EC Approves Crizotinib for ROS1-Positive NSCLC

The European Commission has approved crizotinib (Xalkori) as a treatment for patients with advanced ROS1-positive non–small cell lung cancer.

The European Commission (EC) has approved crizotinib (Xalkori) as a treatment for patients with advanced ROS1-positive non—small cell lung cancer (NSCLC), based on an improvement in objective response rate (ORR) in a phase I study.

Findings from the single-arm 50-patient study that led to the approval were published in The New England Journal of Medicine in 2014. In this study, crizotinib showed an ORR of 66% with a median duration of response of 18.3 months by independent review.

The approval decision followed a positive recommendation from the Committee for Medicinal Products for Human Use (CHMP). In Europe, crizotinib is also indicated as both a first- and second-line treatment option for patients with ALK-positive NSCLC.

“The European Commission’s decision to approve Xalkori for ROS1-positive advanced NSCLC represents an important milestone for patients who previously had limited treatment options,” Andreas Penk, MD, Regional President, International Developed Markets, Pfizer Oncology, the company that developed the drug, said in a statement.

In the phase I trial, 50 patients at a median age of 53 were treated with crizotinib at 250 mg twice daily in a continuous 28-day cycle. A majority of patients had an ECOG performance status of 0 or 1 (98%), had never smoked (78%), and had adenocarcinoma histology (98%). Half of patients were white (54%) and 42% were Asian. The majority of patients (86%) had received previous treatment, with 44% having received more than 1 prior therapy.

In total, ROS1 was detected in approximately 1% of screened patients with NSCLC. The ROS1 rearrangement was confirmed in all but one patient using a break-apart FISH assay, with the remaining patient identified by RT-PCR.

Next-generation sequencing (NGS) of the tumor identified by RT-PCR would later reveal the absence of a ROS1 rearrangement. One patient who tested positive by the break-apart test was found to be ALK-positive but not ROS1-positive by NGS. Additionally, one patient had a coexisting amplification in MET.

In data from study, by investigator assessment treatment with crizotinib elicited an ORR of 72% in patients with ROS1-rearranged NSCLC. By this review, the ORR was comprised of 3 complete responses (6%) and 33 partial responses (66%). An additional 9 patients (18%) had stable disease as their best response for an overall disease control rate of 90%.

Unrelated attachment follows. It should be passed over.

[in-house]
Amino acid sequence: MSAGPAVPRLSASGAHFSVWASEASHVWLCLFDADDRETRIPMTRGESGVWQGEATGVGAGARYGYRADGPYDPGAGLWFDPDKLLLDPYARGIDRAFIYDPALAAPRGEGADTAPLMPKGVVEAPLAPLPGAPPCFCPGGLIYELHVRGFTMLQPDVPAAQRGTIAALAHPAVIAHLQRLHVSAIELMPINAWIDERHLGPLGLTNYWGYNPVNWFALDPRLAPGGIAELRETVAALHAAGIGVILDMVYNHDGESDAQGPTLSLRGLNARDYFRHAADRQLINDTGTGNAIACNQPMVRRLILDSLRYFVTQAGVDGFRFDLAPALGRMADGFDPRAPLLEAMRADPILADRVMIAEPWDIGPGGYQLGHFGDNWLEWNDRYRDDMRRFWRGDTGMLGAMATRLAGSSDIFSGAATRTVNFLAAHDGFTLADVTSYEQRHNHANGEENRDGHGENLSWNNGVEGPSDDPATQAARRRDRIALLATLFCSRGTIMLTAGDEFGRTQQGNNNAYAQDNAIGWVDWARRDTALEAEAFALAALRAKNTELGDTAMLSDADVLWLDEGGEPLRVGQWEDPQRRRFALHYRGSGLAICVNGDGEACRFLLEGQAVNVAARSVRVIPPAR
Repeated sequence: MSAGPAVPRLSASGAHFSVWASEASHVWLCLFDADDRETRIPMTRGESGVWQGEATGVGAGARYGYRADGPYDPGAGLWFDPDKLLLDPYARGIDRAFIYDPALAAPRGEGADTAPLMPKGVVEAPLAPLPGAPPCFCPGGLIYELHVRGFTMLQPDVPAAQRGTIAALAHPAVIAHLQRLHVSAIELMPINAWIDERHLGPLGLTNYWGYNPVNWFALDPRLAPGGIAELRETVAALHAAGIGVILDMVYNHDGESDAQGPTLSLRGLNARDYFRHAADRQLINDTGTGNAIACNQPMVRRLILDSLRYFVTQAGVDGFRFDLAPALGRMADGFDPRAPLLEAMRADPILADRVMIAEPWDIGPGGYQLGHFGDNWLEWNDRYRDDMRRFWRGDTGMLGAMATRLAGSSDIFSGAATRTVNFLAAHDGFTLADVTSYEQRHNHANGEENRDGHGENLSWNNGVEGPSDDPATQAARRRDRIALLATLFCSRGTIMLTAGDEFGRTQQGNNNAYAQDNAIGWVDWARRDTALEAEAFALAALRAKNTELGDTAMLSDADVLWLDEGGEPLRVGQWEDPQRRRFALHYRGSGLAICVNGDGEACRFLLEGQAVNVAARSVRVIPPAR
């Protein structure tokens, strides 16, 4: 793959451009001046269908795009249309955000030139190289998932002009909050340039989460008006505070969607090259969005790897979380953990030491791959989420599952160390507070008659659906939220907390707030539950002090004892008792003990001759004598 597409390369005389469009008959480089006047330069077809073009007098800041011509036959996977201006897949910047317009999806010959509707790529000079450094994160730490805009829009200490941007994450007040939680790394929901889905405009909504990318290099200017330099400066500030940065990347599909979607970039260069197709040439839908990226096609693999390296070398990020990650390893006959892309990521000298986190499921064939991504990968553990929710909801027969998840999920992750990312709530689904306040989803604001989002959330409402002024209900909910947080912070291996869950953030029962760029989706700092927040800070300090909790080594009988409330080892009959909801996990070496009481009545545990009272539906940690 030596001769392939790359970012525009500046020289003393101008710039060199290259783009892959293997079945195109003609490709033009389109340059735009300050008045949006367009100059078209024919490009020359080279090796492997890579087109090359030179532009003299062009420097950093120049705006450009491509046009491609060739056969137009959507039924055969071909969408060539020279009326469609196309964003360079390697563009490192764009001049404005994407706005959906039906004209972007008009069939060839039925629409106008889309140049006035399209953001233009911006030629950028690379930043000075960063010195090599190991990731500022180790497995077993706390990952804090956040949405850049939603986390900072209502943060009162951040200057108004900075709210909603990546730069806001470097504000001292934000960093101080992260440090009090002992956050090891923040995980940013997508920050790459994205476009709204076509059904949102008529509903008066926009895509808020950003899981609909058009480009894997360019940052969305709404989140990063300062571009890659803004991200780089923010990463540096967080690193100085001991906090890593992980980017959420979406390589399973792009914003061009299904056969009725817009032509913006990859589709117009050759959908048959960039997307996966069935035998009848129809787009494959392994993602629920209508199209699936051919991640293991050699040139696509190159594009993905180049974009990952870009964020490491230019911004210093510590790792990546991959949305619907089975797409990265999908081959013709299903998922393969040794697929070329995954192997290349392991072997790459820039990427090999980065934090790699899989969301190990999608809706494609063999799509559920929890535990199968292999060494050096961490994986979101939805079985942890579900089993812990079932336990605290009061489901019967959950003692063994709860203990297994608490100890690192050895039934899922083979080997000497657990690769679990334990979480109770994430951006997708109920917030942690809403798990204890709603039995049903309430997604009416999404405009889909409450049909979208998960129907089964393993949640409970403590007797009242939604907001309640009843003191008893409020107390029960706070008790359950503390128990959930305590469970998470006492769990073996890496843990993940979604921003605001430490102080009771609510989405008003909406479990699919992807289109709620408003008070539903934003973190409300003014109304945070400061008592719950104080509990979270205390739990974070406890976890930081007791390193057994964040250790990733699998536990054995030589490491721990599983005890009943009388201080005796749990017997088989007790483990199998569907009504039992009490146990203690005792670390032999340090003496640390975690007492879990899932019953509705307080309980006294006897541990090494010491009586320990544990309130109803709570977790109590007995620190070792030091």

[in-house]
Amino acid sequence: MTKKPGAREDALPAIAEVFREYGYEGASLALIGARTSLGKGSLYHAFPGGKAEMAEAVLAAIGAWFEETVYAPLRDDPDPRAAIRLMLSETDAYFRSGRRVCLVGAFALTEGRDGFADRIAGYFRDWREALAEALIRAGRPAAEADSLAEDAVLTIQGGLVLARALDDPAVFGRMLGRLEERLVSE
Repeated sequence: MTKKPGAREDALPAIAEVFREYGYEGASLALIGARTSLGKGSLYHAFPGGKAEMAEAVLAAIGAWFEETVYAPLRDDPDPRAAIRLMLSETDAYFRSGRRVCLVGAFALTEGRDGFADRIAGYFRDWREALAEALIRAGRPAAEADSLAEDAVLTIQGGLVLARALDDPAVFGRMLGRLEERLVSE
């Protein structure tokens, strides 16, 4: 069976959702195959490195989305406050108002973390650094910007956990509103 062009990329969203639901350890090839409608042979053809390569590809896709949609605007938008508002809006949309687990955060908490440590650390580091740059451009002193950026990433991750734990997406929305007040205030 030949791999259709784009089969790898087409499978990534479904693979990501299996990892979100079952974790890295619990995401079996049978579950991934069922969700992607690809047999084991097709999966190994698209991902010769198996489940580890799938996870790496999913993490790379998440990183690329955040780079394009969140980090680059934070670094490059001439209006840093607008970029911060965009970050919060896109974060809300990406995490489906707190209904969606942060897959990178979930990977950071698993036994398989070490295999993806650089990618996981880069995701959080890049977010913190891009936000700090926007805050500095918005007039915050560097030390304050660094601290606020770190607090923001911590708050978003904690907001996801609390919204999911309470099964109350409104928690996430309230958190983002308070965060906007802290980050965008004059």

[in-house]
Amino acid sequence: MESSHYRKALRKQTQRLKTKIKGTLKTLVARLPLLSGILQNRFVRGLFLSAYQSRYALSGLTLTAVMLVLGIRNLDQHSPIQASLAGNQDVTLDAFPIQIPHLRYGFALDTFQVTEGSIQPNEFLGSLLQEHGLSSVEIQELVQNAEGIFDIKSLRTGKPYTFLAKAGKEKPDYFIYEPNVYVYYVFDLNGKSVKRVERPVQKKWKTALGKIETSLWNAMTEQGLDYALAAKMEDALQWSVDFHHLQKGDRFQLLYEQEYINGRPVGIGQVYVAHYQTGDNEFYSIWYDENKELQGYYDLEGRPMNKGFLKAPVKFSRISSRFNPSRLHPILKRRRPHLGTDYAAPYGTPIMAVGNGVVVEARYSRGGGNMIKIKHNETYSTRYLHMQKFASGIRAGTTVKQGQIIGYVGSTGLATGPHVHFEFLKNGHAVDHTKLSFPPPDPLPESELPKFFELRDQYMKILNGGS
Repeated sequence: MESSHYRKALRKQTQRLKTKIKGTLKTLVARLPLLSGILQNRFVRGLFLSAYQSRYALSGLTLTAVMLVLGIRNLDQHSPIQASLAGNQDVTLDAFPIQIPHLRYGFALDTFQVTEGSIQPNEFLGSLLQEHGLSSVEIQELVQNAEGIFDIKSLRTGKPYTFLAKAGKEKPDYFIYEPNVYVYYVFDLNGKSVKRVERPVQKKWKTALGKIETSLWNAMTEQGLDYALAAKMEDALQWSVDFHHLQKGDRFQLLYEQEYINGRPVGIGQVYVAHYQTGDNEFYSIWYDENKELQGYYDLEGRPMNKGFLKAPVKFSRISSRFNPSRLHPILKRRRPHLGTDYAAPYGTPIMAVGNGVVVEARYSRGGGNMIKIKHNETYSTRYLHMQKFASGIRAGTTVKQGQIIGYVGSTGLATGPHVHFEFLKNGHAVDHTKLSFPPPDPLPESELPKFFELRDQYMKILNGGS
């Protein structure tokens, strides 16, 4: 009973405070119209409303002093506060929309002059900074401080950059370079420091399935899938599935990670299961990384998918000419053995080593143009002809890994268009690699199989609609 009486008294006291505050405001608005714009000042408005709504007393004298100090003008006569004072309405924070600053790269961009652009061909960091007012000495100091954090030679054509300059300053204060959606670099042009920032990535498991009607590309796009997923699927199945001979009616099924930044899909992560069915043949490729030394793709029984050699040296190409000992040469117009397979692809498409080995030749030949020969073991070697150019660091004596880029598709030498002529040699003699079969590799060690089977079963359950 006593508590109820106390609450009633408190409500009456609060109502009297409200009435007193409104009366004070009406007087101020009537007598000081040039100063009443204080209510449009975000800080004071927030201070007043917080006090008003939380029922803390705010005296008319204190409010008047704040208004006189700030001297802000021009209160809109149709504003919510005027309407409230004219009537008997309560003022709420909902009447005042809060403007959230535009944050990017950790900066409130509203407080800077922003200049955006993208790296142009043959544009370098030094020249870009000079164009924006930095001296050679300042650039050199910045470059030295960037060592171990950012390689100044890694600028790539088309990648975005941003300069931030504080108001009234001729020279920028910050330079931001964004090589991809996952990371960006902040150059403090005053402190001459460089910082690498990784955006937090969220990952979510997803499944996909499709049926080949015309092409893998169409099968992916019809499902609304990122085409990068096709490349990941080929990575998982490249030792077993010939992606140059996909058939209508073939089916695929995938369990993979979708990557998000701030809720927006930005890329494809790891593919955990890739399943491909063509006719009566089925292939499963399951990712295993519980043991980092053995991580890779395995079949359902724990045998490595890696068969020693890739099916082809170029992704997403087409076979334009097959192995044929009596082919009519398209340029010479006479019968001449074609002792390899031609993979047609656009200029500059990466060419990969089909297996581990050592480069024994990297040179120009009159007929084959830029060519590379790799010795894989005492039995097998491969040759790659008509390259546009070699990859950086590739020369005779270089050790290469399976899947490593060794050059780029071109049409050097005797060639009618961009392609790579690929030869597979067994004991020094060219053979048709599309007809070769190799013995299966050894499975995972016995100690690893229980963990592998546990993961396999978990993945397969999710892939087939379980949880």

The median time to first response was 7.9 weeks and the median duration of response was 17.6 months. At the time of the analysis, 64% of patients were still responding to therapy, with a median duration of treatment of 64.5 weeks. The median progression-free survival with crizotinib was 19.2 months. At a median follow-up for overall survival of 16.4 months, the 12-month OS rate was 85%. The median had not been reached.

Crizotinib’s safety profile was similar to previous studies in patients with ALK-rearranged NSCLC. The most common events with crizotinib were visual impairment (82%), diarrhea (44%), nausea (40%), peripheral edema (40%), constipation (34%), vomiting (34%), an elevated aspartate aminotransferase level (22%), fatigue (20%), dysgeusia (18%), and dizziness (16%).

The most common grade 3 adverse events were hypophosphatemia (10%), neutropenia (10%), and an elevated alanine aminotransferase level (4%). Additionally, one patient (2%) discontinued crizotinib because of treatment-related nausea.

“We now know that NSCLC is not a single disease, but includes a number of molecularly defined tumors with different clinical characteristics and treatment options," said Penk. "With EU approvals in two distinct molecular targets in advanced NSCLC, ROS1 and ALK, Xalkori continues to break new ground and exemplify our commitment to precision drug development and patients.”

In the United States, crizotinib was granted an accelerated approval for patients with ALK-positive NSCLC in August 2011, which was followed by a full approval in November 2013. In March 2016, the FDA extended the label for crizotinib to include the treatment of patients with ROS1-mutant NSCLC.

Shaw AT, Ou S-HI, Bang Y-J, et al. Crizotinib in ROS1-Rearranged Non—Small-Cell Lung Cancer. N Engl J Med. 2014; 371:1963-1971.

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